The panel consisted of 25 leading scientists and engineers whose expertise matched the programs at the ARO’s PSD that were reviewed. All panel members were volunteers who participated without compensation. The panel members’ independence is ensured by the National Academies using its rigorous vetting and approval process for appointment to its panels. The entire panel attended overview presentations by, and held discussions with, the directors of ARL, ARO, and PSD. The panel members then divided into three teams that separately attended presentations by and discussions with program managers (PMs) in the three PSD divisions (Physics, Chemical Sciences, and Life Sciences). The presentations and discussions occurred over a 2-day period. On the third day of the meeting, the panel assembled to share findings from the team reviews, develop impressions common across the team reviews, and prepare the panel’s report draft. On the afternoon of the third day, the panel met with ARO staff for wrap-up discussions to seek clarification of factual and contextual understandings.
The panel members prepared written summaries of their findings, conclusions, and recommendations, which were iteratively reviewed by the panel and formed the basis for the draft report that was subsequently developed under the guidance of the National Academies Army Research Laboratory Technical Assessment Board (ARLTAB), which focused particularly on the panel’s approach to the review and the report’s recommendations. ARLTAB consists of the chairs of the panels that review the scientific and technical work of all ARL directorates, including those at ARO.
After the panel addressed the comments offered by ARLTAB, the report was edited by professional editors at the National Academies and submitted to the National Academies Report Review Committee (RRC). The RRC appointed a team of reviewers to examine the report, considering such factors as the scope of the panel’s task, the reasonableness of the panel’s recommendations, and the clarity of the panel’s expression. Once the RRC reviewers’ comments were adequately addressed, the report was submitted to the Army for security review. After the report cleared the security review, it was publicly posted on the National Academies Press website (www.nap.edu).
The panel applied a largely qualitative rather than quantitative approach to the assessment. The approach of the panel relied on the experience, technical knowledge, and expertise of its members, whose backgrounds were carefully matched to the core technical competency areas in which ARL and ARO activities are conducted. The panel reviewed selected examples of the scientific and technological research programs at the ARO’s PSD because it was not possible to review all PSD programs and projects exhaustively in the time allotted. ARO selected the programs and projects as representative examples in its portfolio that were presented for review. Given the necessarily nonexhaustive nature of the review process, the omission of mention of any particular program or project should not be interpreted as a negative reflection on that program or project. Similarly, recommendations for some programs but none for others should not be read to imply that those programs are of lower quality or have more operational challenges than the other programs. Thus, some of the report chapters of the PSD divisions may have recommendations but not others.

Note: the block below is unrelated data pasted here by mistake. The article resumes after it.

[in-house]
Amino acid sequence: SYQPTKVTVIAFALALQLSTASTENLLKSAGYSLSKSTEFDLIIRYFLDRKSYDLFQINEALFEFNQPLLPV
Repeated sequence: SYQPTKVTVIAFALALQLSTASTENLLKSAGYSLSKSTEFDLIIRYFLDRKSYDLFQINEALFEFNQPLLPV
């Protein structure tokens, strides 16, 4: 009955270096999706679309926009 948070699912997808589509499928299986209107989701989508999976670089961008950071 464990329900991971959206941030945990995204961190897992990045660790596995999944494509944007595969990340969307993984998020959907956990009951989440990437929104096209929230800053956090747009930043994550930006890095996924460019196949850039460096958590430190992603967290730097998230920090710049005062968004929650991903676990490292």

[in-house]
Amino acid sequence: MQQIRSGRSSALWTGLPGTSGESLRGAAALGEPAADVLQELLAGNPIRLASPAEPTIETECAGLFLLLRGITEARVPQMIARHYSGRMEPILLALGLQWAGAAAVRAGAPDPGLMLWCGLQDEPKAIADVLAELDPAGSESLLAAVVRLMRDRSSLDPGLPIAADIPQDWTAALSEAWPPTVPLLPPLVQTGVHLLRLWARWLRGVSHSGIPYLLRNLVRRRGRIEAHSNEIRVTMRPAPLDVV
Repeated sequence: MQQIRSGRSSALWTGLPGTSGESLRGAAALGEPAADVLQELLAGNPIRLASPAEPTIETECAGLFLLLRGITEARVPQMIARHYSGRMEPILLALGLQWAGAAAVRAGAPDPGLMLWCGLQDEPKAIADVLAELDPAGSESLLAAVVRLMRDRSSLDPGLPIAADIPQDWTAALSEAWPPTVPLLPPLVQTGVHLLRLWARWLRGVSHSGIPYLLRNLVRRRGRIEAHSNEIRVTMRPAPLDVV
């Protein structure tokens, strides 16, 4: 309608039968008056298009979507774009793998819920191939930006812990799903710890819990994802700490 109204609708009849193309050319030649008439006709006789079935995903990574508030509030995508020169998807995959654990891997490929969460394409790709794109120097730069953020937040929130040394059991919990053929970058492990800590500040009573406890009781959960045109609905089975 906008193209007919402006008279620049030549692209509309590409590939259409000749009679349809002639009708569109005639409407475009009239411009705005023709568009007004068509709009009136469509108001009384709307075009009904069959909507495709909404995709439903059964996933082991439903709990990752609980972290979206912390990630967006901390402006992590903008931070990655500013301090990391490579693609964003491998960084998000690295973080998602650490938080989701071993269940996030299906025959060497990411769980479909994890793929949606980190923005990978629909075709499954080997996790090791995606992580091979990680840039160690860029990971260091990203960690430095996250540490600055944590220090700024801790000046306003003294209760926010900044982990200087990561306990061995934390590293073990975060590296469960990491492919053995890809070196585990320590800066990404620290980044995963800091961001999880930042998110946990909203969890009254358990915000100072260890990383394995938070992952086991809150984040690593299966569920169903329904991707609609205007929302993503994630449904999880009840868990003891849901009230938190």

The panel’s goal was to provide an overall impression of the ARO programs in physical sciences while preserving useful mention of suggestions specific to programs that the panel considered to be of special note within the set of those examined. Therefore, the panel strove to identify and report salient examples that supported discussion of accomplishments and opportunities for further improvement with respect to the PSD’s programs.
The panel was charged to apply the following criteria during the review:
- Overall scientific quality and degree of innovation. Was there a clear and cogent strategy regarding how each of the program managers’ major objectives are likely to make substantial and unique progress in advancing scientific frontiers of their discipline? Is the research novel, leading the field in an important area, and does it have the appropriate level of risk and payoff? Was related research being sponsored by other major players adequately summarized in terms of approach and goals? Were there areas of duplication?
- Scientific opportunity. Is there some reasonable basis (e.g., incipient breakthrough, new understanding, novel theory, etc.) to believe that the scientific objectives might be met? Have the highest priority objectives been selected?
- Accomplishments. Did the accomplishments represent significant scientific advances? If not, what is the potential that the accomplishments will lead to significant scientific advances? How do the accomplishments map to the stated program goals? Do the accomplishments reflect productivity and ingenuity on the part of the performers?
- Relevance/transitions. Is the potential, long-term Army application of the research significant? Were there appropriate examples of significant transitions, or anticipated transitions of research,
to follow on applied research or exploratory development either within industry or within an Army or DoD laboratory?
- What were the particular strengths in the program, and what were the weaknesses, if any?
- If there were notable weaknesses, what are suggestions for improvements in these areas?
- Are there any high-priority missed opportunities/areas?
- If so, what lower priority area(s) should be reduced or eliminated to accommodate the new area?
The panel was instructed that the following items are outside the scope of the panel’s charge and that these items should not be considered in the assessment:
- Other divisions or offices within ARO and ARL. The panel is charged in 2019 only to assess the Physical Sciences Division of ARO.
- Organizational changes. The ARO organizational structure is not subject to the assessment.
- Employee morale or motivation. The assessment panel does not conduct scientific surveys nor analyze the data required to assess morale, and is not asked to do so.
- Funding. The panel is not asked to assess or recommend the amount or sources of ARO funding.
This chapter discusses the process used to conduct the assessment and report the resulting findings, conclusions, and recommendations. Chapters 2 through 4 provide assessments of the programs within each of the PSD divisions (Physics, Chemical Sciences, and Life Sciences). Chapter 5 presents findings common across two or more of the divisions.